Norms help check climate action goals

COP24 President Michal Kurtyka speaks during a final session of the COP24 U.N. Climate Change Conference 2018 in Katowice, Poland, December 15, 2018. REUTERS

Considering the muted expectations about the outcome of the UN climate change ministerial at Katovice in Poland, the 24th Conference of Parties (CoP) made some progress. The two-week-long gathering struggled for decisions and was extended by a day. But it finally managed to frame a rule book to operationalise the 2015 Paris treaty from the year 2020. The rule book will lay down guidelines to account for the greenhouse gases (GHG) released by individual countries. It is the GHG emissions that cause global warming and climate change. Controlling them has been the theme of all negotiations. The guidelines will help to monitor the progress made by countries to achieve their nationally set climate action goals. The Paris agreement had accepted the idea of voluntary emission reduction targets called Nationally Determined Contributions (NDCs). The rule book will make these efforts transparent, provide a common standard for them and help to ensure that nations do not renege on their promises. 

The meeting also promised to revise and enhance the NDC commitments and agreed to undertake a ‘’global stocktake’’ of the effectiveness of climate action in 2023. Climate finance, which involves the financial commitments of developed countries to help poor and developing countries to cope with the impact of climate change and to take adaptation and mitigation measures, has been at the centre of all negotiations. A process for establishing new targets after the expiry in 2025 of contributions for the present $100 billion Green Climate Fund was agreed. But developing countries are not happy about the lack of any firm commitment on this score. There are doubts whether even the existing commitments will be met. There was also no agreement on creating a market-based mechanism to speed up the efforts to reduce emissions.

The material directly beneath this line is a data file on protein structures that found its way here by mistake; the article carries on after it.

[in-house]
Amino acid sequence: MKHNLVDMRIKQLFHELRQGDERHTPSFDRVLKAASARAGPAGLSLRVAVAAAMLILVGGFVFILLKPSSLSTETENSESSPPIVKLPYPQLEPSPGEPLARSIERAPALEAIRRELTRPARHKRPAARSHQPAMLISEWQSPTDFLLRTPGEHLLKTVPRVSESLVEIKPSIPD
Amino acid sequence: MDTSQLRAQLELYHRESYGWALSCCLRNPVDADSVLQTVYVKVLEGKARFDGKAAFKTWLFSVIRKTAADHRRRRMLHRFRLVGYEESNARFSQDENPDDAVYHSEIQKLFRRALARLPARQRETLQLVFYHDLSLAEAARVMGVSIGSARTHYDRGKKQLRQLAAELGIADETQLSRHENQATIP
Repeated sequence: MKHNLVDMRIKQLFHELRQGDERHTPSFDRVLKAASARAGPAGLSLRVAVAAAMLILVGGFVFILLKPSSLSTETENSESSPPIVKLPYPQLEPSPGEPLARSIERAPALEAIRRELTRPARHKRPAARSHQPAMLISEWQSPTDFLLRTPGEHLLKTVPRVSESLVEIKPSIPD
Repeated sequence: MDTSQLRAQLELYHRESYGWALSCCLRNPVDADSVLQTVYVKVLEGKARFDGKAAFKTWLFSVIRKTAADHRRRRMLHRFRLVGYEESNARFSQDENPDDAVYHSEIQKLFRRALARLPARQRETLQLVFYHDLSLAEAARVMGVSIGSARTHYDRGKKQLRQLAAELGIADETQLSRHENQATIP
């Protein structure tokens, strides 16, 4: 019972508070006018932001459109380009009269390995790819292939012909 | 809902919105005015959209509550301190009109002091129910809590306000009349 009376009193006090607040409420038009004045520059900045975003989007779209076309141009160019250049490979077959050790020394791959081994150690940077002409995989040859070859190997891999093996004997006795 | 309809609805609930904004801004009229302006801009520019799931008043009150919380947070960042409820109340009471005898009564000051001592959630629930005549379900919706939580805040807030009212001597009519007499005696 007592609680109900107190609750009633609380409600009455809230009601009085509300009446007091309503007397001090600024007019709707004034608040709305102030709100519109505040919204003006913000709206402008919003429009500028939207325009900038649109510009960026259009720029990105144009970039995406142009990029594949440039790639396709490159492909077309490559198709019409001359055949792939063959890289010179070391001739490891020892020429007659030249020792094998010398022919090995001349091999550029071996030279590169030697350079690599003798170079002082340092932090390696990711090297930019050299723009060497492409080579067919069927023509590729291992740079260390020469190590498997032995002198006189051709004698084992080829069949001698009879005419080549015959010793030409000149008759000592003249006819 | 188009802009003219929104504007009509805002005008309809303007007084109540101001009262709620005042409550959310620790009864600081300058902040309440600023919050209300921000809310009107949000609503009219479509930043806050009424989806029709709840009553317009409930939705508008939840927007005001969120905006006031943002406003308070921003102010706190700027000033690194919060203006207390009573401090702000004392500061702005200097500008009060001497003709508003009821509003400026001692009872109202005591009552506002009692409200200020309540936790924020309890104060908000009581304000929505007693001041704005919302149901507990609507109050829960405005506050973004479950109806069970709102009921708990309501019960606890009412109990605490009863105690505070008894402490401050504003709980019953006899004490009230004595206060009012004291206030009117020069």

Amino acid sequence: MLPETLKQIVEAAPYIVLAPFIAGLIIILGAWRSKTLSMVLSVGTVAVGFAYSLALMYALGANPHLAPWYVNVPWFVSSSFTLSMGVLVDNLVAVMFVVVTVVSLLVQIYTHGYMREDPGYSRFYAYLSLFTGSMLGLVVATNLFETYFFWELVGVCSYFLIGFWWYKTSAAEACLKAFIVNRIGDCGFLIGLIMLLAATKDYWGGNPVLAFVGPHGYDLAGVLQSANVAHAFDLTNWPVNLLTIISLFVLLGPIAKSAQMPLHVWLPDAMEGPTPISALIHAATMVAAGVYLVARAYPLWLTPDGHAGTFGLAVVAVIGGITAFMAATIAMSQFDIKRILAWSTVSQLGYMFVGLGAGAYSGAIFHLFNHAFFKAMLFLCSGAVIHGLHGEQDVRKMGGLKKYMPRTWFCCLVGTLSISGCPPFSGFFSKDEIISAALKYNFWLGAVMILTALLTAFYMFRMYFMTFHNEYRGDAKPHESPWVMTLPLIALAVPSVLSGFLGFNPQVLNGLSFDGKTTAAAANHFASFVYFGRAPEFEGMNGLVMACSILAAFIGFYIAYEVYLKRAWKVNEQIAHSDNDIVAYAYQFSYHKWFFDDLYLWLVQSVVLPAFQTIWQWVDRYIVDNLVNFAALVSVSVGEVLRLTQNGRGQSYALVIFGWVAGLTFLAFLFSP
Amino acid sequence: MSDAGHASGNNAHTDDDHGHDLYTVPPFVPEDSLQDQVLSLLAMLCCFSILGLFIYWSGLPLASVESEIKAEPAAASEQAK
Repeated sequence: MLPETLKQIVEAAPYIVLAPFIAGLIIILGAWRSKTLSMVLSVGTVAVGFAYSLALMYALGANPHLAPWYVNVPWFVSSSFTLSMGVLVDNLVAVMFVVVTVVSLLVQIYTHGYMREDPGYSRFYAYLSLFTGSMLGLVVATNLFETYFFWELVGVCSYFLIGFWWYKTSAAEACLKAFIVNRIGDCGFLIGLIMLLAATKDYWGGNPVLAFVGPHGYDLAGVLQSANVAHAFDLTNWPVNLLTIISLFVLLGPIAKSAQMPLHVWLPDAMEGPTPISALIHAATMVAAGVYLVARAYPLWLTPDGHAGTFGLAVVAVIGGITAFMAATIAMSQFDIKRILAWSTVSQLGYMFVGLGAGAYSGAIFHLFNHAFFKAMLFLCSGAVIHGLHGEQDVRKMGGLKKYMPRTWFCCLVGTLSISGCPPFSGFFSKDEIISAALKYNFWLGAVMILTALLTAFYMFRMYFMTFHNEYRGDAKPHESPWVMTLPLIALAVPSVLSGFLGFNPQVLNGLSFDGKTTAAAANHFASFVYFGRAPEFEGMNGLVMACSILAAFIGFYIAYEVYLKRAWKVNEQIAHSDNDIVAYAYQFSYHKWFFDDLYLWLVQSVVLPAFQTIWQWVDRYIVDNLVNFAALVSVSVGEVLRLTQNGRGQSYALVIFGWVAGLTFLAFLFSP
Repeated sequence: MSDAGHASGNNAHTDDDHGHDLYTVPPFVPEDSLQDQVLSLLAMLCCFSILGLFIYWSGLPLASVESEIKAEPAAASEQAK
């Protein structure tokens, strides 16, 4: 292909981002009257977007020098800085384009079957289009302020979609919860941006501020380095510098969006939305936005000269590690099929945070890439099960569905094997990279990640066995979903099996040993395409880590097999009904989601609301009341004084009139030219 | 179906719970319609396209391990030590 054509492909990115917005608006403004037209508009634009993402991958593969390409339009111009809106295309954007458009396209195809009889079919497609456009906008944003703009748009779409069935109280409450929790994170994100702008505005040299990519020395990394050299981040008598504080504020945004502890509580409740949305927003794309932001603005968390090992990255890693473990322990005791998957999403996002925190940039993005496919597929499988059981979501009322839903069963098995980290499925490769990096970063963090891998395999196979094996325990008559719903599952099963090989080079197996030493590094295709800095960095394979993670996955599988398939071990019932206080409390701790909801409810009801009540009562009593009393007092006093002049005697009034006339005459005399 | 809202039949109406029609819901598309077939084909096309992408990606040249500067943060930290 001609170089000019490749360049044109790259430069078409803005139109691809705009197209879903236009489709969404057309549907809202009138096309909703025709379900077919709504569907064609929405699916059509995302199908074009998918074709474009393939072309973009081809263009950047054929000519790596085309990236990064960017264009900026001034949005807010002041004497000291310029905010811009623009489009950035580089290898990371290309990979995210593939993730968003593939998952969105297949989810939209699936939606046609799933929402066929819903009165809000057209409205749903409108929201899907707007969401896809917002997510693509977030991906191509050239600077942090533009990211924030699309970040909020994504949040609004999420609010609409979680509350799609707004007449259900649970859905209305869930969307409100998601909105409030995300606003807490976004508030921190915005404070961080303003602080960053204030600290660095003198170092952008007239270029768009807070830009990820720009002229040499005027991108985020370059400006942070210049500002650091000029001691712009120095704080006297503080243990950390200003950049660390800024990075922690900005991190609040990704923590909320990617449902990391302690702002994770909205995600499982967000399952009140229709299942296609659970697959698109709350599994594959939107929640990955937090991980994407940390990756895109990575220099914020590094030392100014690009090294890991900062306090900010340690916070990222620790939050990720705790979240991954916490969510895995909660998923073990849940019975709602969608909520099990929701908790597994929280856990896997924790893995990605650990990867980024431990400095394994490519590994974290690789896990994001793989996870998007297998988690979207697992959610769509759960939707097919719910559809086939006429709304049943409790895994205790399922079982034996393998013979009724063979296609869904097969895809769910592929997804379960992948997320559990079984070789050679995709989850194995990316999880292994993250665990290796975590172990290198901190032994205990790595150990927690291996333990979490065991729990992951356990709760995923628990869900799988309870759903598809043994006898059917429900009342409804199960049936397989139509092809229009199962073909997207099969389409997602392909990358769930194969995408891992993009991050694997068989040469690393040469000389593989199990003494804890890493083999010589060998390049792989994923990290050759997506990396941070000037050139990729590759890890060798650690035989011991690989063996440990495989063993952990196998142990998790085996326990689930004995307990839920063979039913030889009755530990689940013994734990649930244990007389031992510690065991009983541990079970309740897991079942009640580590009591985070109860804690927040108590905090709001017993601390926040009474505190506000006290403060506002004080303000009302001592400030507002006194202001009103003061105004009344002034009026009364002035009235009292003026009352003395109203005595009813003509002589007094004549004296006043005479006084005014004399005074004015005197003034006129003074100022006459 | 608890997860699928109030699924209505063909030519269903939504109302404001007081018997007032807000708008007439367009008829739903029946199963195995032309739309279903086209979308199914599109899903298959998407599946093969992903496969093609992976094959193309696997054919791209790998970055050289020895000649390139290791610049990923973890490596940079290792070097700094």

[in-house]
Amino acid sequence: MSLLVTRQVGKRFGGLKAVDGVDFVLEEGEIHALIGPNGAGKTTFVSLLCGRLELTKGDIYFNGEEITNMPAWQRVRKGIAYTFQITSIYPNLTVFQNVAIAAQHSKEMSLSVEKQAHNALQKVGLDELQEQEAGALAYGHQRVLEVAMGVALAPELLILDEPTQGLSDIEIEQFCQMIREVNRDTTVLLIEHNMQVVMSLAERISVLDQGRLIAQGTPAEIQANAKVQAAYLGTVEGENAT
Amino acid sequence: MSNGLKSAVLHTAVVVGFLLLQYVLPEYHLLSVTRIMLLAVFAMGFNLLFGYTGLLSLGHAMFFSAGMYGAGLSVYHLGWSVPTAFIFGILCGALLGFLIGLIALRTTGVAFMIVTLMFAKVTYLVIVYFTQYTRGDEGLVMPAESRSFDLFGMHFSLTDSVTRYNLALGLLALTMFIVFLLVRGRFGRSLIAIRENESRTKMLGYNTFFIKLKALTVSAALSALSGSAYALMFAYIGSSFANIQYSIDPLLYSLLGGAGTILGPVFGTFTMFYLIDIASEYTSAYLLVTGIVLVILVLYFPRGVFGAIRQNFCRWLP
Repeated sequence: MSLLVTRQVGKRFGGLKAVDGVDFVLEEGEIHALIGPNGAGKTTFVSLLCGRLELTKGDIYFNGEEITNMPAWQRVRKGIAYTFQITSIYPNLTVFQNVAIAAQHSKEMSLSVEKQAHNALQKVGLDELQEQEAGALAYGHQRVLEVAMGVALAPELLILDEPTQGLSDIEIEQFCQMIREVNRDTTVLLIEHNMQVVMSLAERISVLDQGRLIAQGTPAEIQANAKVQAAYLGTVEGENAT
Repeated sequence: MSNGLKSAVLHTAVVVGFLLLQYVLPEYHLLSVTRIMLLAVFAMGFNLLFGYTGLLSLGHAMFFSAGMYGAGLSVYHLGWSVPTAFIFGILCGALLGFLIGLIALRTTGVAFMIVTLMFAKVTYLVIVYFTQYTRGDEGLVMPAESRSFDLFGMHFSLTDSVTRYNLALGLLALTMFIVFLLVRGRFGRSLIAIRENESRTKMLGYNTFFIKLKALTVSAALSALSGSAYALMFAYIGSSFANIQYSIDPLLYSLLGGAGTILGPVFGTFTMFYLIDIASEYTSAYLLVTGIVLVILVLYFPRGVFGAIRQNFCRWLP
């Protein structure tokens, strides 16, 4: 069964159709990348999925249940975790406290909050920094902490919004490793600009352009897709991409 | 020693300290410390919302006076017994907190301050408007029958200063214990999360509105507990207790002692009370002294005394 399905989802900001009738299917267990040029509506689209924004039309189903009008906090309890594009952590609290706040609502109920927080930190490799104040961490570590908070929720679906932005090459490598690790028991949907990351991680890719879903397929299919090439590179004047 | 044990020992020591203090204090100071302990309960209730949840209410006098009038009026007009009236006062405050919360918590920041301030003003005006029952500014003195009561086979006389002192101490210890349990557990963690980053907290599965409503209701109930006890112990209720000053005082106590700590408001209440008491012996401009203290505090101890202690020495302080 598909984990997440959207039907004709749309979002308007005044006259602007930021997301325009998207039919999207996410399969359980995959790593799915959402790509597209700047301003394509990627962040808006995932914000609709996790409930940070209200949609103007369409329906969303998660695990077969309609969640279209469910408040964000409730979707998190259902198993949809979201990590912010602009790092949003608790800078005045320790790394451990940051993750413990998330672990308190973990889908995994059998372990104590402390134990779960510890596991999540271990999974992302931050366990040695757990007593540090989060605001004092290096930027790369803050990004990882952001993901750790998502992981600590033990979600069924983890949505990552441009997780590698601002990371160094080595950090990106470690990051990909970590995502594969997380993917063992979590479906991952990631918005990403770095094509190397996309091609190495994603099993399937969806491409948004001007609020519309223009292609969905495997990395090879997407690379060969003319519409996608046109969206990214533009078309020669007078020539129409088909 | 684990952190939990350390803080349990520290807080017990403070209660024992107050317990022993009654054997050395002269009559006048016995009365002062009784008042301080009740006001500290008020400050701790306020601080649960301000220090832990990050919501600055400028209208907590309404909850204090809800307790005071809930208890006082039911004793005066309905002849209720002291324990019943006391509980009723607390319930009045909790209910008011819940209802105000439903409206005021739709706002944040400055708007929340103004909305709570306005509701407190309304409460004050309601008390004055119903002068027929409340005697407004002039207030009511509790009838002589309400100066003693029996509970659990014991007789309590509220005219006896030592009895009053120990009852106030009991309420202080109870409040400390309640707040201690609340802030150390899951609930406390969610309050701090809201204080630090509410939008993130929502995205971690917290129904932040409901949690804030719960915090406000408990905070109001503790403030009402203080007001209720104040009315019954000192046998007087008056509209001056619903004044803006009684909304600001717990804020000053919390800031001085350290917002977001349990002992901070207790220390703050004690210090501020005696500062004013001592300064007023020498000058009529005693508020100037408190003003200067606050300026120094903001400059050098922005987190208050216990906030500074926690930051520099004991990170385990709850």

After the agreement in Paris, which was itself a big compromise, a small step has been taken at Katovice to take it forward. There have been disagreements and disappointments in the last three years, including the withdrawal of the US from the pact. The world has experienced aggravated climate change impact in the form of unprecedented natural calamities in these years. The target on a 2 °Celsius rise in temperatures over pre-industrial levels is considered inadequate now. The Inter-governmental Panel on Climate Change (IPCC) has proposed that the aim should be to restrict the rise to 1.5 °C. The proposal has not been taken seriously at all. The least the world should do is to sustain the slow progress in the efforts to achieve the targets which have already been set. The major responsibility for this rests on the developed world. 

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